‘Prevention is key’ in car theft

2016-02-09 06:00
 CCID Public Safety Officer Sabelo Mthi shows a member of the public the importance of physically checking a car has been locked after using a remote. PHOTO: Cape Town Central City District

CCID Public Safety Officer Sabelo Mthi shows a member of the public the importance of physically checking a car has been locked after using a remote. PHOTO: Cape Town Central City District

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Remote jamming is a method of breaking into cars that will become increasingly popular because it attracts very little attention, so prevention is the key to ensuring that one’s valuables stay safe inside your car.

That’s according to Muneeb Hendricks, safety and security manager of the Cape Town Central City Improvement District (CCID). Remote jamming is particularly problematic because most insurance companies will not pay out unless there is physical proof that a theft has occurred, Hendricks explains.

The matter is of such concern that the CCID has made it a focal point of its current “stash it, don’t flash it” campaign.

“One of the biggest problems with remote jamming is that it has made breaking into cars a simple daytime crime, whereas before if one had to break into a car with force, it was mostly done under cover of darkness.

“During the day business people, especially, tend to carry more valuables in their cars such as laptops and tablets, so the loss is that much greater.”

Remote jamming works very simply, Hendricks says: when a driver presses his remote to lock his car, a thief close by will be pressing a hidden remote device of his own repeatedly. It overwhelms the airwaves in the area and blocks the driver’s remote signal to the car.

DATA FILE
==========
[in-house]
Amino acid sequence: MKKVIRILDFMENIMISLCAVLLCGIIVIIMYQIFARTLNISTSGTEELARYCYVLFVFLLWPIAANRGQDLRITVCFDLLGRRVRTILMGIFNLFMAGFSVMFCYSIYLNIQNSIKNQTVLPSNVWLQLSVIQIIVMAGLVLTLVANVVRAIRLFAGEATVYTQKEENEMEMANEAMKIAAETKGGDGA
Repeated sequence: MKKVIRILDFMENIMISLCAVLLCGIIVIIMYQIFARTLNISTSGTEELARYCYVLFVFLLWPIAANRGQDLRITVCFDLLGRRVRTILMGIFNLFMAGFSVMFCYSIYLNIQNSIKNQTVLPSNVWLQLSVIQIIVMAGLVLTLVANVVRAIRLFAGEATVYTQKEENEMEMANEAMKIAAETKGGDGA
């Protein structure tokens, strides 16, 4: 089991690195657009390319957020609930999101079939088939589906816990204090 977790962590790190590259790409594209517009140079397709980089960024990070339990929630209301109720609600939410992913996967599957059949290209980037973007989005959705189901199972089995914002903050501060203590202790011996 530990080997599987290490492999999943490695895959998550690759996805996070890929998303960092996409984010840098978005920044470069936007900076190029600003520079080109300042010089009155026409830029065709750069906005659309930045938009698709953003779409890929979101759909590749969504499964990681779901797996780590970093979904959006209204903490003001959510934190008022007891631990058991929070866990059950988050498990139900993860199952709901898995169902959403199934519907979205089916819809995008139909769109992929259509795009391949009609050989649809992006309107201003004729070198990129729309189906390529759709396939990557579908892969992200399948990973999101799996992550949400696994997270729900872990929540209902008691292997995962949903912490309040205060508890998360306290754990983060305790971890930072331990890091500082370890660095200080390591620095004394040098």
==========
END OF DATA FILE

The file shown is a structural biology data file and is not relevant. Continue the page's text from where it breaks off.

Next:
“If you simply beep the remote while walking away and you don’t physically check that the vehicle is locked, there is a fair chance that it might in fact not be. It is imperative that you physically try to open the door yourself before you walk away.

“Otherwise, once the driver has walked away from the car, the thief simply walks up, opens the door and helps himself to whatever valuables happen to be inside. Unless someone happens to be paying particular notice to the driver who left the car, the thief looks perfectly legitimate opening the door and entering.”

Hendricks says there are several ways for car owners to safeguard themselves against this type of crime, such as keeping all valuables out of sight in the car’s boot and stashing valuables before they park by placing them in the boot before the start of the journey.

“In the central city all of our CCID public safety officers are also specifically trained to notice as far as possible who climbs out of which car, and to warn drivers to check their doors when they park.

“Officers are also vigilant about people simply hanging around waiting for cars to park, and we have conducted awareness drives about remote jamming with pamphlet distributions.”

Hendricks advises that if you do fall victim to remote jamming, though, to follow through with more than just a police report and to ensure your car is fingerprinted.

“That way when the culprit is caught, the police will be able to make the link and the person can be charged with multiple counts of breaking into cars, rather than just the one for which he happened to be caught.”

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